IMPERIAL COUNTY — Just days after El Centro passed a plan to re-open its businesses closed due to COVID-19 that included details and hard dates in contrast to state guidelines and Imperial County public health orders, Mayor Efrain Silva announced May 5 that a compromise was being worked out by city and county officials.
That compromise is to be revealed during a May 8 joint press conference.
“Soon, we will have a regional plan with the county of Imperial. More information is to come in the next few days,” Silva said at the May 5 regularly scheduled meeting of the El Centro City Council.
A source close to the issue told this newspaper May 6 that the county is agreeing to some of El Centro’s terms and resisting others.
Reportedly, all businesses would be allowed to re-open May 11 with physical distancing. Businesses included in phase II of El Centro’s original plan were churches, the city’s Aquatic Center, all city “retail and commercial businesses,” indoor and outside dining at city restaurants, nail and hair salons and barbershops, and massage parlors and tattoo shops, according to a document approved by El Centro on April 29.
However, after a meeting between El Centro officials and church leaders May 6, city officials said a new re-opening date would be announced May 8, following an announcement May 7 from Newsom’s office.
Phase III of El Centro’s plan, which does not have an implementation date, includes bars and entertainment venues, gyms and fitness centers, the return of public events, opening of the bowling alley, opening of softball and baseball fields, and opening of the city Public Library.
The source said May 6 that county officials were pressing for churches to be moved to El Centro’s third phase. The local church leaders and El Centro officials met to discuss how to implement physical distancing during services.
Another issue still being negotiated May 6 was what to do about nail and hair salons and barbershops. State cosmetology board officials sent out letters to those businesses this week threatening disciplinary action if businesses reopened before getting the go-ahead from the governor’s office.
The source said county officials were to contact the state board. If the threats remained in place, it was not immediately clear how that would affect those businesses’ inclusion in the timeline.
As the first phase of El Centro’s plan, which was to start May 6, all businesses were to be allowed to take online orders or conduct curbside pickup. That date was delayed pending the May 8 announcement.
Meanwhile, El Centro City Council members Jason Jackson and Cheryl Viegas-Walker and City Manager Marcela Piedra met earlier in the day May 5 with Imperial County Supervisors Luis Plancarte and Michael Kelley and County Executive Officer Tony Rohoutas Jr. regarding El Centro’s plan to reopen. The source said two county Public Health Department officials were also in on those discussions, Director Janette Angulo and Deputy Director Jeff Lamoure.
The fact that the two jurisdictions are working toward a compromise may be of some relief to El Centro businesses left in the dark and uncertain about how El Centro’s initial plan was to unfold.
E.C. Merchants Unsure How to Respond
Ricka Perez, owner of Inkredible Tattoo Studio in El Centro, was in a state of limbo after El Centro’s May 1 announcement.
Perez said he needs to open his business to meet financial responsibilities to his family and employees, but at the same time he said he is fearful of getting his employees, customers, and himself sick.
“As a business owner, (Inkredible Tattoo Studio) is my main source of income, and of course I want to open, but it is safe or not? I am going with the health department because they give me a license. Without that license I cannot practice. Those are state rules. The city just gives us a business license,” Perez said May 5.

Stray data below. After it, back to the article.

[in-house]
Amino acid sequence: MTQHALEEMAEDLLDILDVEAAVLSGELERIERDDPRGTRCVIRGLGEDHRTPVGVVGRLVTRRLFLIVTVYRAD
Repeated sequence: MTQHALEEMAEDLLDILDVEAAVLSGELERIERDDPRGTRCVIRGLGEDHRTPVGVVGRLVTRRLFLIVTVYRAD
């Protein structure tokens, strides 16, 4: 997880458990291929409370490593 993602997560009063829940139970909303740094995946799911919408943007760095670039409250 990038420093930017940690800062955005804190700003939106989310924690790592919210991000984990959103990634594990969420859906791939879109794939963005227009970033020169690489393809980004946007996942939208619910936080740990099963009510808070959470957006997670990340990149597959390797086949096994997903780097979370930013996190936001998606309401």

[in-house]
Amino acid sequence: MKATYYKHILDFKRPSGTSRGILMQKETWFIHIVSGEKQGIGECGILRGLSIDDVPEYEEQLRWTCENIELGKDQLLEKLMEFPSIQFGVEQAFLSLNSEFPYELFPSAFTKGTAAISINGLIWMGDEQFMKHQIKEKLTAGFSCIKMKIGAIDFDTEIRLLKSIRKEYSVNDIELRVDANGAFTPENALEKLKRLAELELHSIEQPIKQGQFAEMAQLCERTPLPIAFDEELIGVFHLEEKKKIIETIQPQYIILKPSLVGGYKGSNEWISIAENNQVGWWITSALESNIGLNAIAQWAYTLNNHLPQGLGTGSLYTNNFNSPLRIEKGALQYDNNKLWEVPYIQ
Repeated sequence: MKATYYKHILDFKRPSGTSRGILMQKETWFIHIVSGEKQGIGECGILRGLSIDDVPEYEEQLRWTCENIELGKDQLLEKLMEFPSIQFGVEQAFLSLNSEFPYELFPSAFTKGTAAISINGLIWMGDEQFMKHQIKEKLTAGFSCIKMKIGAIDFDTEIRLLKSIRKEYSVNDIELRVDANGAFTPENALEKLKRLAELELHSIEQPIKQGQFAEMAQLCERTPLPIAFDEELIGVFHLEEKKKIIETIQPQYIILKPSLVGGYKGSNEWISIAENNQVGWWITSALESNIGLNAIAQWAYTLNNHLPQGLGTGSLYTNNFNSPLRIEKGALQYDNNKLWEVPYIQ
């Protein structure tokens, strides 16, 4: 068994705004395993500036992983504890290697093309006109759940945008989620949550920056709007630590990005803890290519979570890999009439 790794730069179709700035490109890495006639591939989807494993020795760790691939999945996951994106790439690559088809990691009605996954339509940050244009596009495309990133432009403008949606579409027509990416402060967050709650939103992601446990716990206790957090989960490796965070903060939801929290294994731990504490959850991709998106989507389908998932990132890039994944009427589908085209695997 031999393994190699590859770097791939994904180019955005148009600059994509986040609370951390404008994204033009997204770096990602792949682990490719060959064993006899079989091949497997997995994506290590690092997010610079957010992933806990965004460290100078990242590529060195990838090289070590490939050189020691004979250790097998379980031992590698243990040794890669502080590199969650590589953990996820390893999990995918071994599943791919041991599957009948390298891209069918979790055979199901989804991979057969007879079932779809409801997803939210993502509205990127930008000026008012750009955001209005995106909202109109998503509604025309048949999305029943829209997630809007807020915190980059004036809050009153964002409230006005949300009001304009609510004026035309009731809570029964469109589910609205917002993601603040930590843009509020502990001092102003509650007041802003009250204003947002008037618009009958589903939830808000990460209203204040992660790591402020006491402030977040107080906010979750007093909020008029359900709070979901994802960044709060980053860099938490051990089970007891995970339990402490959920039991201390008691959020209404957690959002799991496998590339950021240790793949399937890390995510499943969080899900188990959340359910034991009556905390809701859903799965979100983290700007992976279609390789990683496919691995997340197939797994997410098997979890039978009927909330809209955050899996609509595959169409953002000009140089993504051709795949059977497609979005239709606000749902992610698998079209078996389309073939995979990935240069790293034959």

An inspector from Imperial County Environmental Health, a subdivision of the Imperial County Public Health Department, called Perez on May 4 to tell him not to open under the consequence of a fine.
“I already did everything in terms of sanitization that all other businesses are just starting to do because of the epidemic. The only difference is the mask,” Perez said, referring to the already-stringent health regulations licensed tattoo parlors are under.
The tattoo artist pondered whether it is appropriate for him to reopen at this time.
“If Imperial County officials allowed me to open today, I would have to take some time to think about it first.”
Perez has customers calling him daily and said if he were able, he would follow precautions similar to what barbers are taking — one employee and one customer in the business at a time.
But barbers, like tattoo parlors, have been deemed nonessential businesses, and both are under state orders to remain closed until state or local health orders are lifted or eased.
At the Barber Shop(s)
Sergio Verduzco, owner of Clip Em Up Barber Shop in El Centro, is ready to open his business. He is already keeping his doors open at the most minimal levels, which is in defiance of state orders.
“We alternate days between our employees. Only one barber gets to work each day. When clients come to the barber shop, we only have one customer in the store at a time and people waiting for their appointment have to wait outside,” Verduzco said.
Many landlords are working with their lessees to find ways to be flexible about getting the rent paid. Verduzco spoke about the agreement he made with his landlord.
“My landlord said she is going to work with me. If I get behind on the rent, she will let me make payments towards the rent throughout the rest of the year without interest or late fees,” he said.
Verduzco takes offense to being labeled as a “nonessential business.”
“Who can decide who is essential and who is not? I don’t think that people washing rims at the carwash are more essential than a barber shop. If we don’t stand up, they’ll just continue to sit us down,” Verduzco said.
Verduzco spoke about the extensive sanitization training and the more than 1,500 hours of training overall that all licensed barbers must undergo.
“Licensed barbers already know what to do when it comes to sanitization and how to keep a clean station,” he said. “We learn all about blood and virus in school … at least more than anyone serving doughnut holes and tea.”